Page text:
The trouble is that, while Streep towers over the rest of the movie, other aspects of casting and characterisation are less successful. There seems to be, in British drama, a standard roster of character players you’re used to seeing as Parliamentarians in this kind of thing, and they all seem to be present and correct here. Nicholas Farrell is Airey Neave, Roger Allam is Gordon Reece, Richard E Grant is Michael Heseltine, etc. For the seasoned viewer of TV satire and docudramas, the struggle was to not associate them with all the other parliamentary dramas they’d been in, and remember that they were playing real people.

And since the movie isn’t being outright political, they’re playing those real people as cyphers, two-dimensional cutouts that lack even the depth given to them at the time by Spitting Image. This is a shame; there are some good actors here who do the best with the material they’re given, but it’s telling that, some of the time, I couldn’t tell who they were meant to be until I looked at the cast list. Given the most screen time is Anthony Head, trying his best to dull down his natural smooth good looks and impersonate Geoffrey Howe. He does pretty well, but his attempt to imitate Howe’s flat drawl comes across as rather forced, as though he’s smoked 80 Marlboro a day then taken a dose of Mogadon.

That the movie chooses to avoid politics by sidelining figures like these is actually a shame, because anyone who lived through those years knows that the British politics of the 70s and 80s was genuinely colourful and dramatic. In the days before spin, before focus groups and the domination of PR companies, politicians seemed like real, often wildly eccentric personalities. The movie catches a little of that, in a couple of montages that show the House of Commons to be a kind of shrieking Bedlam (accurate enough), but reduces some real, flamboyant figures to little more than extras. Grant’s Heseltine, for example, is barely seen, even when he stabbed Thatcher in the back to challenge her leadership; Ted Heath, portrayed rather colourlessly by John Sessions, only gets one scene before he is deposed (offscreen) by Maggie and her scheming cohorts. The few occasions which do show Thatcher sparring with her opposition in the House give a little glimpse of how well this could have been done, with Streep electric in catching her subject’s vehement, strident certainty. But even here, her main opponent is Michael Foot (a convincingly scruffy portrayal from Michael Pennington), though her most fondly remembered scraps of the 80s came with Labour leader Neil Kinnock, not even shown here.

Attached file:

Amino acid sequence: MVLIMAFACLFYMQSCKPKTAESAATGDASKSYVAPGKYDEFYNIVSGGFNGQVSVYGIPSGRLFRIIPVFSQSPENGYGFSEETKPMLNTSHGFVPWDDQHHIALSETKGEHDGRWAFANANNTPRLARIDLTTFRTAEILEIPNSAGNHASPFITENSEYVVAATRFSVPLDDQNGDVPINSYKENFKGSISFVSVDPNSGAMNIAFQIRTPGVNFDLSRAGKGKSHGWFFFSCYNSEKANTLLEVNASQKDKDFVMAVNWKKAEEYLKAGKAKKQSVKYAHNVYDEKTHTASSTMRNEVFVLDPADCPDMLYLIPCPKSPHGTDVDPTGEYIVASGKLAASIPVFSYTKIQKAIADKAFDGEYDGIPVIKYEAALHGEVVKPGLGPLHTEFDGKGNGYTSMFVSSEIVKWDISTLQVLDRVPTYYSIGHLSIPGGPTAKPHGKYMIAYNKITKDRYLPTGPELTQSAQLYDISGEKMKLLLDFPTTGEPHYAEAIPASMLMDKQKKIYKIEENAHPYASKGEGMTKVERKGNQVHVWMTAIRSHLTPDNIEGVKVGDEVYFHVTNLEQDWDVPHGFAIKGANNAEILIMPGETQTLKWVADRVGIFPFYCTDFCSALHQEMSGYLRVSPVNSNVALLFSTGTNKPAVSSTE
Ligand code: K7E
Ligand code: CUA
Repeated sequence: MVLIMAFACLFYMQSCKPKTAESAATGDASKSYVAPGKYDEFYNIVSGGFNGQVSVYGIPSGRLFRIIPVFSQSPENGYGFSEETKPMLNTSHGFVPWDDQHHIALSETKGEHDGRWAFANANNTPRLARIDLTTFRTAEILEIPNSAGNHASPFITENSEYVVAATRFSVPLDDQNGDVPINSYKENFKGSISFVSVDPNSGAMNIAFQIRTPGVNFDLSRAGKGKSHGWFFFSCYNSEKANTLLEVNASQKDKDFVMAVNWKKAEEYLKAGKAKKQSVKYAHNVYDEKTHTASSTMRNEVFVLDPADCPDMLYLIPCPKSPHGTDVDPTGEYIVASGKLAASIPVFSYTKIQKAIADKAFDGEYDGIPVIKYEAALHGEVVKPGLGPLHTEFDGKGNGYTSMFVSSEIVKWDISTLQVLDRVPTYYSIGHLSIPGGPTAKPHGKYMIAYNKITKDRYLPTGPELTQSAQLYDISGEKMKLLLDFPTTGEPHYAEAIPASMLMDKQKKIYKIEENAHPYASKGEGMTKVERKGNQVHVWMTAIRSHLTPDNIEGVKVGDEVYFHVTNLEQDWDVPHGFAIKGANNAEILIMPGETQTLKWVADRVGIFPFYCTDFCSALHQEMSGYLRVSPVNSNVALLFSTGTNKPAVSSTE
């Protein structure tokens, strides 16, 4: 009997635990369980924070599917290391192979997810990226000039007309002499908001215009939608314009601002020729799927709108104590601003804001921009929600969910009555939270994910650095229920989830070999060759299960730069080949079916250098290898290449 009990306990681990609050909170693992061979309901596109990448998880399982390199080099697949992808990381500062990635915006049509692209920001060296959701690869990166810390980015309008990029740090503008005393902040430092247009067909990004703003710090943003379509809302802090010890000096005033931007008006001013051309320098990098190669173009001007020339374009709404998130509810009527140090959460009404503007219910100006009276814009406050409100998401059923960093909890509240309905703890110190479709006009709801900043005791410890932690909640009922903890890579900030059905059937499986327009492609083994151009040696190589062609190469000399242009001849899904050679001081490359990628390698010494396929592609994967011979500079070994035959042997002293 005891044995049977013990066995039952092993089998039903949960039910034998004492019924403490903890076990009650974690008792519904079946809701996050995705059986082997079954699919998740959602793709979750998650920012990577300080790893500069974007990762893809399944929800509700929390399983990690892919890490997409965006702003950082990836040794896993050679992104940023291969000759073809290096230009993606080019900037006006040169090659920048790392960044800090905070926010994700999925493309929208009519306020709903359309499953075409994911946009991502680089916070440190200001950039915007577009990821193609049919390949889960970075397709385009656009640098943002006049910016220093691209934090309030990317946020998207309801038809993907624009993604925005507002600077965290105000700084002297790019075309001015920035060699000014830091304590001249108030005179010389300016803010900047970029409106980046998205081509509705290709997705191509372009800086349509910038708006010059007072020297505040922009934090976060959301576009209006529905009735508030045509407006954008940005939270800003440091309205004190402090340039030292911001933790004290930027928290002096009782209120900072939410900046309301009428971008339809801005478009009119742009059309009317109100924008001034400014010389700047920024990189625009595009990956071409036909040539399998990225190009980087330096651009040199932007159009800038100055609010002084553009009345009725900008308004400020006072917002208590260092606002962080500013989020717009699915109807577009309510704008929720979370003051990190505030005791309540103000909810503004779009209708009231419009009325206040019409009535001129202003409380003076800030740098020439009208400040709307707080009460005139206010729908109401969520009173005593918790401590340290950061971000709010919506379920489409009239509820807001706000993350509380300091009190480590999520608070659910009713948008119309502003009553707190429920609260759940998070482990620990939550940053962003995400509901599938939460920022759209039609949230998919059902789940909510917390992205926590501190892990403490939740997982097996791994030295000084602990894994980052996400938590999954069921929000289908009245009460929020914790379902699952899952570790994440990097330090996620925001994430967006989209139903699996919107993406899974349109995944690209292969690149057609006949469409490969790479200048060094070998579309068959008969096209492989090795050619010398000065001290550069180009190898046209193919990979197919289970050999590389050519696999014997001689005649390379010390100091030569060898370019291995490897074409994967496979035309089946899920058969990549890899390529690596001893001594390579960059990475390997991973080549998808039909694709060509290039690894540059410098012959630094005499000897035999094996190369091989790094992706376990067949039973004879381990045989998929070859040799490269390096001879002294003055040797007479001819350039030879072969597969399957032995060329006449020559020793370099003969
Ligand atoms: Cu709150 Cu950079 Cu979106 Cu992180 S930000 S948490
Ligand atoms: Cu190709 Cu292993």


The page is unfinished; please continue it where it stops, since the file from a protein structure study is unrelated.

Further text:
Of course, like her or loathe her, everyone has their favourite Thatcher moment, and it would be impossible for the movie to please everyone on that score without being longer than The Godfather. But for the sake of the drama, it seems odd that some moments have been left out – most notably, Thatcher’s own ultimate downfall could have been neatly counterpointed by details of how she inflicted an identical betrayal on Heath, heightening the sense of hubris when she is ultimately deposed in the same way. Instead, we get an almost disturbingly messianic sequence in which, composed apart from a glistening tear, she exits 10 Downing Street along a bed of rose petals to the accompaniment of a mournful operatic aria.

This kind of virtual deification is disturbing, and recurs at key moments in her career, most notably her ascension to Prime Minister. Streep delivers the “where there is despair, may we bring hope” speech well – perhaps better than the real thing – but for a movie that tries to avoid being partisan, it’s difficult to rein in the triumphalism that’s so key to ‘women triumphing over adversity’ movies. The main side effect of which is that, in portraying her as the conquering heroine, the script seems to implicitly side with her politically. It’s hard to admire her as a person without admiring her politics, and oft times, the movie seems to do that.

As it progresses then, we get a potted history of her political career, which tells us little we didn’t already know. We see her intransigent stand against the trade unions, but with little conveyance of the consequences it had; the miners’ strike is glossed over in a couple of minutes. We see her agonising over the deaths in the Falklands (though, significantly, not the Argentinian ones). And we see her shaken by terrorism, as she is (implausibly) the first one to the scene when Airey Neave is blown up by a car bomb, then victim herself in an effective recreation of the Brighton hotel bombing. All of this is well enough done, but has an almost ‘tickbox’ approach. The scene late in her Premiership in which we see her ruthlessly bullying her Cabinet at a meeting is brilliantly done by Streep et al, but is nonetheless nothing more than a convenient dramatic shorthand to emphasise her ego and hubris, which made her downfall inevitable. Done better, this could have been almost Shakespearean; as it is, it just seems workmanlike.